Quantum annealing with all-to-all connected nonlinear oscillators.
ABSTRACT: Quantum annealing aims at solving combinatorial optimization problems mapped to Ising interactions between quantum spins. Here, with the objective of developing a noise-resilient annealer, we propose a paradigm for quantum annealing with a scalable network of two-photon-driven Kerr-nonlinear resonators. Each resonator encodes an Ising spin in a robust degenerate subspace formed by two coherent states of opposite phases. A fully connected optimization problem is mapped to local fields driving the resonators, which are connected with only local four-body interactions. We describe an adiabatic annealing protocol in this system and analyse its performance in the presence of photon loss. Numerical simulations indicate substantial resilience to this noise channel, leading to a high success probability for quantum annealing. Finally, we propose a realistic circuit QED implementation of this promising platform for implementing a large-scale quantum Ising machine.
Project description:Physical annealing systems provide heuristic approaches to solving combinatorial optimization problems. Here, we benchmark two types of annealing machines-a quantum annealer built by D-Wave Systems and measurement-feedback coherent Ising machines (CIMs) based on optical parametric oscillators-on two problem classes, the Sherrington-Kirkpatrick (SK) model and MAX-CUT. The D-Wave quantum annealer outperforms the CIMs on MAX-CUT on cubic graphs. On denser problems, however, we observe an exponential penalty for the quantum annealer [exp(-αDW N 2)] relative to CIMs [exp(-αCIM N)] for fixed anneal times, both on the SK model and on 50% edge density MAX-CUT. This leads to a several orders of magnitude time-to-solution difference for instances with over 50 vertices. An optimal-annealing time analysis is also consistent with a substantial projected performance difference. The difference in performance between the sparsely connected D-Wave machine and the fully-connected CIMs provides strong experimental support for efforts to increase the connectivity of quantum annealers.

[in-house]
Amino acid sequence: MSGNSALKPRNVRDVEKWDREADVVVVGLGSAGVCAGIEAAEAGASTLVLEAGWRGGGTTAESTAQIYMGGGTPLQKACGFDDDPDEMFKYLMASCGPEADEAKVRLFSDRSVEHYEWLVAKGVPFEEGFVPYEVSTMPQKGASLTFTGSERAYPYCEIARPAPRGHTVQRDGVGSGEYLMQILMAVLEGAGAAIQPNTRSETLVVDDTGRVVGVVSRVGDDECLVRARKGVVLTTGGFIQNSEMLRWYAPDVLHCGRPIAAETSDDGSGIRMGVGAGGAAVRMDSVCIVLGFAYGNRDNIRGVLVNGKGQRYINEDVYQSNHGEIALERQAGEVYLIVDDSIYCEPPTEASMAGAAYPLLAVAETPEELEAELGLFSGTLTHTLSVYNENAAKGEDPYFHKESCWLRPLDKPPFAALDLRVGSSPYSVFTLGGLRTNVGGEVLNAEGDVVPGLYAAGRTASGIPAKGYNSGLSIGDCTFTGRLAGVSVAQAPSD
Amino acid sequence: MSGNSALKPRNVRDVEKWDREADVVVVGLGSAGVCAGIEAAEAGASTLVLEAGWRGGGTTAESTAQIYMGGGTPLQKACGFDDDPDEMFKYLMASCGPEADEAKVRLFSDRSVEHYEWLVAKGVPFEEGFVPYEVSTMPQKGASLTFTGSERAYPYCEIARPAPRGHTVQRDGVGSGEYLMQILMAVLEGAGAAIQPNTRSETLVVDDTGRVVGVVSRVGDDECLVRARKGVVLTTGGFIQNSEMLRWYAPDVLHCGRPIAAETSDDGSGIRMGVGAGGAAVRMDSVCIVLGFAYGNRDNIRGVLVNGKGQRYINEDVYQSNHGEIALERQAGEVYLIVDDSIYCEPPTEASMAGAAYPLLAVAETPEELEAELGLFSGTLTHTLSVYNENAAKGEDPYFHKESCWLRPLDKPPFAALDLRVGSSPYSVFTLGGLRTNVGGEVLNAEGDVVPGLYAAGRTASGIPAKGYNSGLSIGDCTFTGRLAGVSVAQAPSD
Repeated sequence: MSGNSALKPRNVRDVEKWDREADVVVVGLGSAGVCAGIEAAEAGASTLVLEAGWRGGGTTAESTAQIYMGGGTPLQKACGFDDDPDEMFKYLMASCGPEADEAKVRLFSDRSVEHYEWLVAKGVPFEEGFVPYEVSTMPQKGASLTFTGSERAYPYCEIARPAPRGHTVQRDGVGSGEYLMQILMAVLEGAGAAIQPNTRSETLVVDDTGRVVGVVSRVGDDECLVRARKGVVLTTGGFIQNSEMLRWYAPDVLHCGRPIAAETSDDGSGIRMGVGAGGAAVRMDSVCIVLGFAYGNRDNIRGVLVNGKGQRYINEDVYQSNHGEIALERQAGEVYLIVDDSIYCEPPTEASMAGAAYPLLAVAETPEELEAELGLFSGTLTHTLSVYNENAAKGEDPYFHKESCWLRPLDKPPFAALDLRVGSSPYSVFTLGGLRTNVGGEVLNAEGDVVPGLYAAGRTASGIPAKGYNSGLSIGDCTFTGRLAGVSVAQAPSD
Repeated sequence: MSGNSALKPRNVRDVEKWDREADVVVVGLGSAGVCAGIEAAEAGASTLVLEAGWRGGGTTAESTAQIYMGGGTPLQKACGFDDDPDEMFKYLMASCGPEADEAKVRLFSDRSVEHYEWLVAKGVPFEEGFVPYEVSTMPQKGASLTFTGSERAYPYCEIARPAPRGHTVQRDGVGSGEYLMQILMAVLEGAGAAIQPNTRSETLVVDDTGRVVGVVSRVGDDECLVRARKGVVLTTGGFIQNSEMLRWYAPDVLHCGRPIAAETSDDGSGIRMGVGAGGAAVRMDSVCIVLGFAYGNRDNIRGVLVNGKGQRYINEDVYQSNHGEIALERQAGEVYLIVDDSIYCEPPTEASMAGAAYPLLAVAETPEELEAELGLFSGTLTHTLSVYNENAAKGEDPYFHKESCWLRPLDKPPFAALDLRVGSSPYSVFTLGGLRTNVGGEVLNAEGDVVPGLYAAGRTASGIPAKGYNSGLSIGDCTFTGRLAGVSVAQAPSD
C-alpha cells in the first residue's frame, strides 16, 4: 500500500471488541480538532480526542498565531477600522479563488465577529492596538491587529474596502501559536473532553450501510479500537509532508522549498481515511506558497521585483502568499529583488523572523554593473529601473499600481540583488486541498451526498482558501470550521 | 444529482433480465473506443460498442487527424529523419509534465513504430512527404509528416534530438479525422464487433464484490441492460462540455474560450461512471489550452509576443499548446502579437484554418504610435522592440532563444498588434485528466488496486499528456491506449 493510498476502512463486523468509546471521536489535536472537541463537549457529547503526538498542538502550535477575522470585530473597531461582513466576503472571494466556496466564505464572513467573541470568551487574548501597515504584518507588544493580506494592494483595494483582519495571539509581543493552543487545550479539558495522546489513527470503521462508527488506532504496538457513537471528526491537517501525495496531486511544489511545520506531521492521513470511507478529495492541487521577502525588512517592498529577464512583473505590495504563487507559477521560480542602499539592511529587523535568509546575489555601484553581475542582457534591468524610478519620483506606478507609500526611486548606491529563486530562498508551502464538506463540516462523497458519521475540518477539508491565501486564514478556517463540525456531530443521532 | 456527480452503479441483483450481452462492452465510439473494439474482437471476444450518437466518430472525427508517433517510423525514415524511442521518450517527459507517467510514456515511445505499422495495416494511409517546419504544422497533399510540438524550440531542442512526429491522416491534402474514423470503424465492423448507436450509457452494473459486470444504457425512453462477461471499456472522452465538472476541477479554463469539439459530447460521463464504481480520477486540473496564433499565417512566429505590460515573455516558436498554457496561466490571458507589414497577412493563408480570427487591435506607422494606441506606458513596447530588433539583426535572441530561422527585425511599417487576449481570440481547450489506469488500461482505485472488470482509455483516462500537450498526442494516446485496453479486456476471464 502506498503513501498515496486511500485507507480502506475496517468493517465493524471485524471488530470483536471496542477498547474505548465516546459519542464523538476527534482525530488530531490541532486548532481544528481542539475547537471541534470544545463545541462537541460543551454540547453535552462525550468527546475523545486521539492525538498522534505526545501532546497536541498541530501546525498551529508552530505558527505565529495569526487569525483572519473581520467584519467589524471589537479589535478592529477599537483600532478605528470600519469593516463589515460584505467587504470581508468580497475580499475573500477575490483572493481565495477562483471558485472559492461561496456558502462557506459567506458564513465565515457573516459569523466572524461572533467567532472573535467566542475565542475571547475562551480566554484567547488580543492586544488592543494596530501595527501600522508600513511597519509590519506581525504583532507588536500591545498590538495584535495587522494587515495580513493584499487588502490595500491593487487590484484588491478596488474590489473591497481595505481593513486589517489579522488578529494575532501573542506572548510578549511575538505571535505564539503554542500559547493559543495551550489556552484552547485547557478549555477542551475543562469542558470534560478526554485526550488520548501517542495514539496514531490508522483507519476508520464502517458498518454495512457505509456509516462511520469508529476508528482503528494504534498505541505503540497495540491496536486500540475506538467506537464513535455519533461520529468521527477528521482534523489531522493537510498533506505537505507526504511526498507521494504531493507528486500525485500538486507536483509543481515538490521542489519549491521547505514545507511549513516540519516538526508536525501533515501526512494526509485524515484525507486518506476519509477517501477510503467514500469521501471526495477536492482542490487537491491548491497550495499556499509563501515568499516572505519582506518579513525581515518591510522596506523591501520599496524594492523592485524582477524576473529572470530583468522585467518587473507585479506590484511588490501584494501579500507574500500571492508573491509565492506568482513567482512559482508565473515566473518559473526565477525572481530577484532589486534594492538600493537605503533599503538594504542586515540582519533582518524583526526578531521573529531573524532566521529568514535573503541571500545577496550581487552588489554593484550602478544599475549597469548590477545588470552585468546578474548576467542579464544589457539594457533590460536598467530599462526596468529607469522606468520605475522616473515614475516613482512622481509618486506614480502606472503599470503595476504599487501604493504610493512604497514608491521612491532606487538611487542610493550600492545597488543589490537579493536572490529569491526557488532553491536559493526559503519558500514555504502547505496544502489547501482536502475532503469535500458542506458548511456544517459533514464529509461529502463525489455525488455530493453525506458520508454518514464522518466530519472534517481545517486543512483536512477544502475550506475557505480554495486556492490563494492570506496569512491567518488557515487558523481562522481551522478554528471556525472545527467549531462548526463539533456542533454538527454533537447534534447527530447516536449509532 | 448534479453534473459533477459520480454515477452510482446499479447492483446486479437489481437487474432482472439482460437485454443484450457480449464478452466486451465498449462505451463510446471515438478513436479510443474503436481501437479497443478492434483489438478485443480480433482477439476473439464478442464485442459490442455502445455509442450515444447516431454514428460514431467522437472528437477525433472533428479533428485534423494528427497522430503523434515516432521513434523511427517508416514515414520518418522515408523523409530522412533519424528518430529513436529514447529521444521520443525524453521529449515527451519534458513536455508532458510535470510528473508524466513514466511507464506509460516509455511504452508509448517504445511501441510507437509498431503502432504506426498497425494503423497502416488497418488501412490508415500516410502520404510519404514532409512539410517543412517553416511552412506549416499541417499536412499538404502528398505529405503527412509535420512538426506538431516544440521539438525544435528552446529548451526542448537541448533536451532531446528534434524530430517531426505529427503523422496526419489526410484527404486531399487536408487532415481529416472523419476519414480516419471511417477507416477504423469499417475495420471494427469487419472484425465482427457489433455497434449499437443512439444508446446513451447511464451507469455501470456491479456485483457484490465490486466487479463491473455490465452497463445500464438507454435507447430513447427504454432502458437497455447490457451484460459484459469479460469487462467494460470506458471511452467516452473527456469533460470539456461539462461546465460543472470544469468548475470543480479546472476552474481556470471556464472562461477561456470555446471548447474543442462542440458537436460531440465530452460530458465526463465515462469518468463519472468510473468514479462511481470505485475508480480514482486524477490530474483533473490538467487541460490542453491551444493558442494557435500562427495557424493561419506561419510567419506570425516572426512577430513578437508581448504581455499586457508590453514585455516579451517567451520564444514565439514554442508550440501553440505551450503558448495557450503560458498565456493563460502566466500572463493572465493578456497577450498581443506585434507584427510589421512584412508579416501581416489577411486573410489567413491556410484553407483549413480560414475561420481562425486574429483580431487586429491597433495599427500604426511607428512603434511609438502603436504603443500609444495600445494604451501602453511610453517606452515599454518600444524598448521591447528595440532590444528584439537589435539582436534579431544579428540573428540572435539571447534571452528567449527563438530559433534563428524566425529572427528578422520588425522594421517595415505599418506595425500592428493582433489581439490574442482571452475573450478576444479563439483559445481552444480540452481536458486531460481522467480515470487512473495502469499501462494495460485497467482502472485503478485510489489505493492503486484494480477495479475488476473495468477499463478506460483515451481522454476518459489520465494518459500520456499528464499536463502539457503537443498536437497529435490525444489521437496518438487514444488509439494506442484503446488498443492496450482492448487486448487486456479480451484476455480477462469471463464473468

Project description:Quantum annealing is a generic solver for optimization problems that uses fictitious quantum fluctuation. The most groundbreaking progress in the research field of quantum annealing is its hardware implementation, i.e., the so-called quantum annealer, using artificial spins. However, the connectivity between the artificial spins is sparse and limited on a special network known as the chimera graph. Several embedding techniques have been proposed, but the number of logical spins, which represents the optimization problems to be solved, is drastically reduced. In particular, an optimization problem including fully or even partly connected spins suffers from low embeddable size on the chimera graph. In the present study, we propose an alternative approach to solve a large-scale optimization problem on the chimera graph via a well-known method in statistical mechanics called the Hubbard-Stratonovich transformation or its variants. The proposed method can be used to deal with a fully connected Ising model without embedding on the chimera graph and leads to nontrivial results of the optimization problem. We tested the proposed method with a number of partition problems involving solving linear equations and the traffic flow optimization problem in Sendai and Kyoto cities in Japan.